“There is a high probability that there will not be a common defense clause, which is the mainstay of true military alliances. By doing so, it is to create conditions for China to challenge the limits of the alliance with military activities. below the level of armed conflict”, expert Di Lan predicted.

If AUKUS does not react strongly to Beijing’s tests, this “alliance” will be criticized as a “paper tiger” and lead to an erosion of confidence among US allies. But if AUKUS reacts strongly, the risk of direct conflict with China will escalate and this is something many countries are trying to avoid.

According to Mr. The Phuong, Australia does not see AUKUS as an alliance designed to contain or eliminate China.

“From Canberra’s perspective, China is an irreplaceable part of the region and this is a mechanism to force Beijing to change its behaviour. But to succeed, other middle powers will need to join the bandwagon,” he said. response”.

Is the AUKUS agreement of the US, Australia, and the UK an anti-China alliance?  - Photo 3.

China’s Type 055 Destroyer – Screenshot

How will China react?

Although no leader mentioned China, AUKUS is being seen as a US-UK-Australia handshake to deal with Beijing.

The Guardian newspaper quoted Shi Yinhong, a professor of international relations at Renmin University of China, as saying there was “no doubt” that AUKUS’s goal was to confront China.

According to Mr. Shi, Beijing’s relations with the three AUKUS countries are at a low level and the governments of these countries are all trying to counter China’s “strategic influence expansion”.

The Chinese expert said that Beijing would respond with a “zero tolerance attitude and measures”, especially if Australia’s nuclear submarines entered the South China Sea for joint exercises with the UK and the US.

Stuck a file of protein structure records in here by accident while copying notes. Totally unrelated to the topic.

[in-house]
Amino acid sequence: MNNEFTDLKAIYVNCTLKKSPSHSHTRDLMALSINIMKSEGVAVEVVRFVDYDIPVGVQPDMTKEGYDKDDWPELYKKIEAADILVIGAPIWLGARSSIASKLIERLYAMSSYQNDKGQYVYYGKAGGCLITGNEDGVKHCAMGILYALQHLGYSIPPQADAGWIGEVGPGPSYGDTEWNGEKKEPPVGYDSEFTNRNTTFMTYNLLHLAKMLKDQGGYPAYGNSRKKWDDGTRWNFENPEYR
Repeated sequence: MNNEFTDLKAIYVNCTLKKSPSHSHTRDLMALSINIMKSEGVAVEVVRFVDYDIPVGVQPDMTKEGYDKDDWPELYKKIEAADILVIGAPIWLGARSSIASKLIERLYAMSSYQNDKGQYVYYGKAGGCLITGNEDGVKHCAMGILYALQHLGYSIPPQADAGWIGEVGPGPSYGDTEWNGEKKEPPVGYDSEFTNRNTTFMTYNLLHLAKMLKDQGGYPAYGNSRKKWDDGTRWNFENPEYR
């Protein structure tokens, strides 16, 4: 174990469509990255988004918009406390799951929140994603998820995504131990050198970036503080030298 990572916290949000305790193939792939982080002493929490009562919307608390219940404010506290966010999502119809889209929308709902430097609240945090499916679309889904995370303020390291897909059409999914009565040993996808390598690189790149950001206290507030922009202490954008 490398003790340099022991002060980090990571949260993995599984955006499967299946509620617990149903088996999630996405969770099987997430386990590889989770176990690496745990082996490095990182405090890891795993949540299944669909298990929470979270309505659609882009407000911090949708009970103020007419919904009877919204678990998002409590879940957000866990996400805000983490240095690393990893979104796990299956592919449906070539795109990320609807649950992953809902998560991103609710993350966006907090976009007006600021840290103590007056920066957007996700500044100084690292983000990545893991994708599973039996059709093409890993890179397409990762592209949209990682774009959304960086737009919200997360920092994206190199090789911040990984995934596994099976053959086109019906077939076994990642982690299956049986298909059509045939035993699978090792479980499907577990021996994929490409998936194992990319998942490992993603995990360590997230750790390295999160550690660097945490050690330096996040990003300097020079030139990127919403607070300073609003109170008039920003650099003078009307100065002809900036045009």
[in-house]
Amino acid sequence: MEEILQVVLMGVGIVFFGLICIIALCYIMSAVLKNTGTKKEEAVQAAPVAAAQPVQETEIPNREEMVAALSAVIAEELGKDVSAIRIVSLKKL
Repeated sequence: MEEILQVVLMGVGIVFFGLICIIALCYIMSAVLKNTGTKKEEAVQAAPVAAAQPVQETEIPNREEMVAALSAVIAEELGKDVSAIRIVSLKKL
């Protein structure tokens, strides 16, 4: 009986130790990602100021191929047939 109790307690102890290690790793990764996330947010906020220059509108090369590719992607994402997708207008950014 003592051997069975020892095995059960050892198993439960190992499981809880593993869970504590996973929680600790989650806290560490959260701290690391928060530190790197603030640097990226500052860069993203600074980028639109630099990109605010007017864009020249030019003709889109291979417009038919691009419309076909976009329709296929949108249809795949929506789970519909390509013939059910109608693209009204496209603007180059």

“China will certainly oppose AUKUS’s actions, but the question is how to react,” Hoang said.

According to Master The Phuong, Beijing may announce the deployment of warships to the South Pacific, in areas near Australian territory to show its attitude to the arrival of AUKUS. In addition to the reaction of China, the reaction of ASEAN and other countries will also be worth noting in the coming time.

Australia will have at least 8 nuclear submarines

According to the Australian Department of Defense, the Australian navy will seek to possess at least eight nuclear submarines through the support of the US and UK within the framework of AUKUS.

The Australian Department of Defense also sought to clarify these were nuclear-powered submarines, as opposed to possessing nuclear weapons, and stressed that Australia has always adhered to nuclear non-proliferation treaties.

The new fleet of submarines will be built in Adelaide, South Australia. There is a lot of debate and speculation about which submarine class will be chosen, it may be the British Astute class or the American Virginia class.

Former Australian Prime Minister Paul Keating has strongly opposed AUKUS and the plan to buy nuclear submarines. According to Mr. Keating, Australia’s operation of conventional submarines has not yet been completed, how can they operate nuclear submarines because they are too complicated and expensive.